“People fear death even more than pain. It’s strange that they fear death. Life hurts a lot more than death. At the point of death, the pain is over. Yeah, I guess it is a friend.” –Jim Morrison
Yes, Jim Morrison, some people are quite strange, too.
Let’s talk about what these things are, what people are afraid of, and whether there really is anything worth fearing.
Over at the LHC, they take ultra-high-energy protons and collide them into other ultra-high-energy protons, moving almost (but not quite) at the speed of light. These collisions, when they take place, produce a huge shower of particles — some stable, some unstable — and that’s why we have the giant detectors that we do!
After all, we are trying to make some new, undiscovered-as-of-yet states of matter, such as the Higgs Boson. We’ve already discovered all of the quarks (up, down, strange, charm, bottom, and top), but we haven’t discovered all of the possible combinations of them. Yet.
Here’s something you might not know, though. The LHC, by smashing protons into protons, won’t be able to make some of these states!
For some of them, you need many, many more protons than simply one-at-a-time. So we can smash heavy ions together, such as gold or lead nuclei, instead of protons! One accelerator, RHIC, has already been studying this.
And this is great for physics! Not only are we studying high energies, we’re also studying high densities at the same time; conditions that aren’t around anywhere except at the centers of extreme stars and when the Universe is less than one second old!
Normal matter — protons and neutrons — are made up only of up and down quarks. These are the lightest and most stable quarks, but particle accelerators allow us to replace one, two or even all three of these with a strange quark. And when we do this, we get a new, short-lived (a fraction of a microsecond) particle!
But instead of just making a single one (or simply a few) of these particles, if we do something like collide gold into gold, we have around four hundred of these nucleons in one place, and they can form — instead of Lithium, Beryllium, Boron, Carbon, etc. — strange versions of them!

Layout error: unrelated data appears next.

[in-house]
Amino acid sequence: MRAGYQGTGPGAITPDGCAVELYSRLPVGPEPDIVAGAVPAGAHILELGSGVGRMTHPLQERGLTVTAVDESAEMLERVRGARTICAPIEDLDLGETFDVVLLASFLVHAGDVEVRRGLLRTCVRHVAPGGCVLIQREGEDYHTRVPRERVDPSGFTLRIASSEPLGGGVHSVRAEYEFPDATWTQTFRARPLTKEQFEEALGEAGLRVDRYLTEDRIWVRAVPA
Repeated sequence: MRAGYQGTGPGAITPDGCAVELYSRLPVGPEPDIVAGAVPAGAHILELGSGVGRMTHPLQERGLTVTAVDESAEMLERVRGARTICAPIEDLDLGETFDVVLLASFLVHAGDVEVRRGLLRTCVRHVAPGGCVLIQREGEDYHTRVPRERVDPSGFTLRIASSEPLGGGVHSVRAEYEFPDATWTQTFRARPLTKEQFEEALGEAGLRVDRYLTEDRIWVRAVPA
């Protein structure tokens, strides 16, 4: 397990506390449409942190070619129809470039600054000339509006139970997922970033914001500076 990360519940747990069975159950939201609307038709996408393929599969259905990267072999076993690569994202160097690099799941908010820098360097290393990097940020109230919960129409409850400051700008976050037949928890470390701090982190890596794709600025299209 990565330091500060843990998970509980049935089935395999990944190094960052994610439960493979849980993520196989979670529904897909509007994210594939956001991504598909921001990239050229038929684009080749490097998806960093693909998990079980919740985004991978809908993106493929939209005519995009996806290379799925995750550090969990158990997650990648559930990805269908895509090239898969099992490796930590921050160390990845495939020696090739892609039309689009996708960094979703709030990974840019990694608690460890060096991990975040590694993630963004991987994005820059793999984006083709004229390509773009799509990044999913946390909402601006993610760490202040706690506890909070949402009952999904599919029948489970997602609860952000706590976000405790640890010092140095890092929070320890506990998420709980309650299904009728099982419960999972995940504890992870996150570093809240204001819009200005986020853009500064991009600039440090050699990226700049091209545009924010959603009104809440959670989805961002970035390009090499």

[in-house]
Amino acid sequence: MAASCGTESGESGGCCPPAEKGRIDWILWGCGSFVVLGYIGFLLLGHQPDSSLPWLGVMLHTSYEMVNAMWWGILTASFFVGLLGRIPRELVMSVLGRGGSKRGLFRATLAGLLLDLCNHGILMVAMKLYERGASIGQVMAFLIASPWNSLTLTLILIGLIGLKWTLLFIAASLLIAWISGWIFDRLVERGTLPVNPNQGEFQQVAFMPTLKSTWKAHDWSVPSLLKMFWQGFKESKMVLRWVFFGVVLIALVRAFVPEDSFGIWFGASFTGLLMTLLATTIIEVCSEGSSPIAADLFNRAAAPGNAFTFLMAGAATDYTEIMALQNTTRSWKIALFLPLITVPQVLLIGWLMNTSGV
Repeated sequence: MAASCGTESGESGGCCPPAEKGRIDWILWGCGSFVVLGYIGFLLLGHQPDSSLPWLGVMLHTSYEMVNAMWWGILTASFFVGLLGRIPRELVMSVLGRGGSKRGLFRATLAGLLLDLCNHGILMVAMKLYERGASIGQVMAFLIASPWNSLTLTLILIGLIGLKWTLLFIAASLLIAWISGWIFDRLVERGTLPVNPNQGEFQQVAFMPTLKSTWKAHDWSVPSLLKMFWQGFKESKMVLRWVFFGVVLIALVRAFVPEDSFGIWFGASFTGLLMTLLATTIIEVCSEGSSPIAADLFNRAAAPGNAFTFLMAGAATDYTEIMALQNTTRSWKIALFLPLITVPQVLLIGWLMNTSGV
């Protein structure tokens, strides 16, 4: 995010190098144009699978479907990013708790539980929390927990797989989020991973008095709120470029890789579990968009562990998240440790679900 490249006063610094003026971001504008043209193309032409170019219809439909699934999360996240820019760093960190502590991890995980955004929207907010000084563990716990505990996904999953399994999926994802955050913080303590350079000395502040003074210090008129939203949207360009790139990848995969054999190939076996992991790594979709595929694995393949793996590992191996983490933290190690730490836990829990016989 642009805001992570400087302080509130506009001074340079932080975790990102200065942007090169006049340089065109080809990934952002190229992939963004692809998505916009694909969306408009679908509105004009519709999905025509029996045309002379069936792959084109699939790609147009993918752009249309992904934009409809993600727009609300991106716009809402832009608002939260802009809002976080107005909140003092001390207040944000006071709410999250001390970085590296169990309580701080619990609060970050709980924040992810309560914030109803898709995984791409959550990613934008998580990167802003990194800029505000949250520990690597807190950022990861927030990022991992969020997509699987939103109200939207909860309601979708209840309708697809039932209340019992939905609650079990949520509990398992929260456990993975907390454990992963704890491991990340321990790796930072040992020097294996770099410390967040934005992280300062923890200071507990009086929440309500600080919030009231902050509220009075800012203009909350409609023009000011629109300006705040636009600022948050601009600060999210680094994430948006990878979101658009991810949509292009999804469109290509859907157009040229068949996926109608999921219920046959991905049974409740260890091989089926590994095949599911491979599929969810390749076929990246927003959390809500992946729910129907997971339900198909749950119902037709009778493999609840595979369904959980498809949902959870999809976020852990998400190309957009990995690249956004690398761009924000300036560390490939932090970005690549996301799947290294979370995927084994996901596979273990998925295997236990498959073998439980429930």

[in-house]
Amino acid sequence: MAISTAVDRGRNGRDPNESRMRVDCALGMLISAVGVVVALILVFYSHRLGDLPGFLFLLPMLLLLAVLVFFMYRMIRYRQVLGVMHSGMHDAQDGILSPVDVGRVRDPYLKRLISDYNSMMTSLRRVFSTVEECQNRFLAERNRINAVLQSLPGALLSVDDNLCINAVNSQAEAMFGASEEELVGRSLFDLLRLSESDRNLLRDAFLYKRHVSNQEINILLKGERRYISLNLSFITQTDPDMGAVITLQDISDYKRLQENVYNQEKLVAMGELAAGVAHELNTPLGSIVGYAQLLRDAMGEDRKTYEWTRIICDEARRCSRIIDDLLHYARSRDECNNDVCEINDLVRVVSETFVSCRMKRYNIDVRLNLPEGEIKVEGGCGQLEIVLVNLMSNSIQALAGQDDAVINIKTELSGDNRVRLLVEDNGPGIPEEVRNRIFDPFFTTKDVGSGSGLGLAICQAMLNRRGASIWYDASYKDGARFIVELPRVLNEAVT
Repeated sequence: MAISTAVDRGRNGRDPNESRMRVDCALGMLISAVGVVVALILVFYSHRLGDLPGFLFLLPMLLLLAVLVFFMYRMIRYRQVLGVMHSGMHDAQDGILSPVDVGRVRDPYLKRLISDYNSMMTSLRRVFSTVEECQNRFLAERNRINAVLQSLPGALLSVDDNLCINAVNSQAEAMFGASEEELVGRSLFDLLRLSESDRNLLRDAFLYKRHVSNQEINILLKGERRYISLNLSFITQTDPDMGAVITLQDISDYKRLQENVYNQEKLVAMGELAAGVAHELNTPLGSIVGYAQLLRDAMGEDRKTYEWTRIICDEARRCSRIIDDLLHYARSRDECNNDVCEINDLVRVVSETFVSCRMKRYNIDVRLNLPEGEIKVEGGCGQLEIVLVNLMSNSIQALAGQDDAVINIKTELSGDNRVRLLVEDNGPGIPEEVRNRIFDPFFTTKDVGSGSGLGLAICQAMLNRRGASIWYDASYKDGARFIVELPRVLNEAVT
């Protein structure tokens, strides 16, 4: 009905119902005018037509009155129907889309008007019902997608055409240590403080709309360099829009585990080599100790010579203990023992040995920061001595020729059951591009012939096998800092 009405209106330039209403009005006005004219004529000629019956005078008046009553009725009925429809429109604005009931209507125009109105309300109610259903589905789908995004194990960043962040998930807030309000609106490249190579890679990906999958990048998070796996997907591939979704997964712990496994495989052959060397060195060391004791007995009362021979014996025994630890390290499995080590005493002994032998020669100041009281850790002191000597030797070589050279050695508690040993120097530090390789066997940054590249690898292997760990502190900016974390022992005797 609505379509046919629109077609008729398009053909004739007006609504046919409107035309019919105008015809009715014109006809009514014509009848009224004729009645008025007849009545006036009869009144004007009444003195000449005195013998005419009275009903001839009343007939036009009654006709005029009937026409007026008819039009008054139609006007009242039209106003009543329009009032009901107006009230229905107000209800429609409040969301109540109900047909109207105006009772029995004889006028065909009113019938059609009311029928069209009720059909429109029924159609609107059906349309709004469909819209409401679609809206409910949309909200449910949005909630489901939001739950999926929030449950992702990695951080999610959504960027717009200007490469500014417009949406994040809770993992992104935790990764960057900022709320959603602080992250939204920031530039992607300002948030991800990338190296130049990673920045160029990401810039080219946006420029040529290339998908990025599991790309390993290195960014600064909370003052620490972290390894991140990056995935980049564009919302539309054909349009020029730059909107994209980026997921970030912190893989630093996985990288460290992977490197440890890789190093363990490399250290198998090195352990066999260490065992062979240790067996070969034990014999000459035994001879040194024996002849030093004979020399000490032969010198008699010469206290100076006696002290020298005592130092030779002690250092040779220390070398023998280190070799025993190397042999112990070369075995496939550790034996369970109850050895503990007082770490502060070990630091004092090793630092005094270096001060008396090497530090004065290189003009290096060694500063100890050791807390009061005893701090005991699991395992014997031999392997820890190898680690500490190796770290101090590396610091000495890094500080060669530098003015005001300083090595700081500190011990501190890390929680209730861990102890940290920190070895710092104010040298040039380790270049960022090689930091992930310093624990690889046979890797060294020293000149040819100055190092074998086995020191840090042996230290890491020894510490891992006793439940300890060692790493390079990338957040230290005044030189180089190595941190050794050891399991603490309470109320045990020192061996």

In other words, nuclei with a strange quark replacing one of the up or down quarks! Well, one of the new states of matter they hope to create at the LHC, by colliding heavy nuclei at these ultra-high speeds, is a miasma of up, down, and strange quarks, known as a strangelet.
And just like carbon-12 is more stable than three helium-4s, and just like a helium-4 is more stable than a single proton, there’s hope that these bound, heavy, strange-quark-carrying particles will live longer than a single, highly unstable one.
This would be neat; we could create them, study them, and perhaps discover a new state of matter that might have been present when the Universe was just a microsecond old, or that might be present today at the core of collapsed stars, like neutron stars!
But that doesn’t stop people convinced that the LHC will destroy the world from crying out that maybe “death by strangelet” is what’s going to be in our future.
How do they state it could happen?
That if heavier, strange elements are more stable than light ones, it could grow out of control, eating more and more matter until the entire Earth becomes one giant strangelet.
And what I offer to you, in opposition to this point of view, is a little education about how nuclear physics actually works. Yes, heavier elements are more stable; that’s why you can fuse lighter elements into heavier ones (like our Sun does) and still release energy.
But you can also split very heavy elements into lighter ones, releasing energy, and that’s what nuclear fission is!
In other words, you can only get up to a certain point before you get less stable! For things made up of up and down quarks only, the most stable element is Iron, element 26, with 30 neutrons and 26 protons. Anything with more neutrons or protons in there is less stable!
And guess what? Strange quarks — or nuclei with strange quarks in them — are always less stable than ones with only up or down quarks! In other words, things with strange quarks in them will always decay, in a tiny fraction of a second, into something with just up and down quarks.
We see this all the time, and it’s the same for charm and bottom quarks too, as this sample decay shows.
So you can either be afraid of strangelets eating the world and destroying it, or you can learn how nuclear physics actually works, and realize that a super-heavy mass of up, down, and strange quarks will be unstable, and decay into things — like normal elements — that are stable.
This is great stuff to study, and to discover, and to learn how it works. But to fear it? Save that for my Halloween costume, coming to you this weekend! (Here’s last year’s, for those who can’t wait.) Happy Halloween!